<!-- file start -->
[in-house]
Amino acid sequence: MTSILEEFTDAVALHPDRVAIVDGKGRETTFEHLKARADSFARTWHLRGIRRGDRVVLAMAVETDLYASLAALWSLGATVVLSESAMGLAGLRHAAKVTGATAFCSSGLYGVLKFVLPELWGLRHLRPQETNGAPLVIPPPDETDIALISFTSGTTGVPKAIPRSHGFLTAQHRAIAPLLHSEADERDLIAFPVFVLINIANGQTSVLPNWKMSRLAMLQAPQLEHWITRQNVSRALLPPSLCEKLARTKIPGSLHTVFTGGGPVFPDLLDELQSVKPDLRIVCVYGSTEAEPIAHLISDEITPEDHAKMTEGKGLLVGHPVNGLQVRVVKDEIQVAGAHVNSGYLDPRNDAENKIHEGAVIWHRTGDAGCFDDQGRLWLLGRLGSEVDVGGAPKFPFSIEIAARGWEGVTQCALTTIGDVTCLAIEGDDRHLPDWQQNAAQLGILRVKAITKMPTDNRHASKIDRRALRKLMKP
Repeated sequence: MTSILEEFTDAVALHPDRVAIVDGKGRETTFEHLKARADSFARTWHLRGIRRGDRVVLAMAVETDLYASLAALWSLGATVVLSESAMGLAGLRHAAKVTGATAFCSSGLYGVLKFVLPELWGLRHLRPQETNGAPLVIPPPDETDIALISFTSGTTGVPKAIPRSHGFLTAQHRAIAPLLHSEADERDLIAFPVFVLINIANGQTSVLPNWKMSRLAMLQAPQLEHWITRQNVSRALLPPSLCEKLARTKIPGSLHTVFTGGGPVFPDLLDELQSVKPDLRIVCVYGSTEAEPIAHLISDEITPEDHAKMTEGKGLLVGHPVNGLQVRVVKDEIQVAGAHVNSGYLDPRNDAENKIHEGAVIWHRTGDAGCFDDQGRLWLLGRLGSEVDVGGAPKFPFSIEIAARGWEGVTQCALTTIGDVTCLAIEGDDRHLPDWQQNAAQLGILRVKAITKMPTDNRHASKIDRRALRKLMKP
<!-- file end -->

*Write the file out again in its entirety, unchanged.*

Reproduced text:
[in-house]
Amino acid sequence: MTSILEEFTDAVALHPDRVAIVDGKGRETTFEHLKARADSFARTWHLRGIRRGDRVVLAMAVETDLYASLAALWSLGATVVLSESAMGLAGLRHAAKVTGATAFCSSGLYGVLKFVLPELWGLRHLRPQETNGAPLVIPPPDETDIALISFTSGTTGVPKAIPRSHGFLTAQHRAIAPLLHSEADERDLIAFPVFVLINIANGQTSVLPNWKMSRLAMLQAPQLEHWITRQNVSRALLPPSLCEKLARTKIPGSLHTVFTGGGPVFPDLLDELQSVKPDLRIVCVYGSTEAEPIAHLISDEITPEDHAKMTEGKGLLVGHPVNGLQVRVVKDEIQVAGAHVNSGYLDPRNDAENKIHEGAVIWHRTGDAGCFDDQGRLWLLGRLGSEVDVGGAPKFPFSIEIAARGWEGVTQCALTTIGDVTCLAIEGDDRHLPDWQQNAAQLGILRVKAITKMPTDNRHASKIDRRALRKLMKP
Repeated sequence: MTSILEEFTDAVALHPDRVAIVDGKGRETTFEHLKARADSFARTWHLRGIRRGDRVVLAMAVETDLYASLAALWSLGATVVLSESAMGLAGLRHAAKVTGATAFCSSGLYGVLKFVLPELWGLRHLRPQETNGAPLVIPPPDETDIALISFTSGTTGVPKAIPRSHGFLTAQHRAIAPLLHSEADERDLIAFPVFVLINIANGQTSVLPNWKMSRLAMLQAPQLEHWITRQNVSRALLPPSLCEKLARTKIPGSLHTVFTGGGPVFPDLLDELQSVKPDLRIVCVYGSTEAEPIAHLISDEITPEDHAKMTEGKGLLVGHPVNGLQVRVVKDEIQVAGAHVNSGYLDPRNDAENKIHEGAVIWHRTGDAGCFDDQGRLWLLGRLGSEVDVGGAPKFPFSIEIAARGWEGVTQCALTTIGDVTCLAIEGDDRHLPDWQQNAAQLGILRVKAITKMPTDNRHASKIDRRALRKLMKP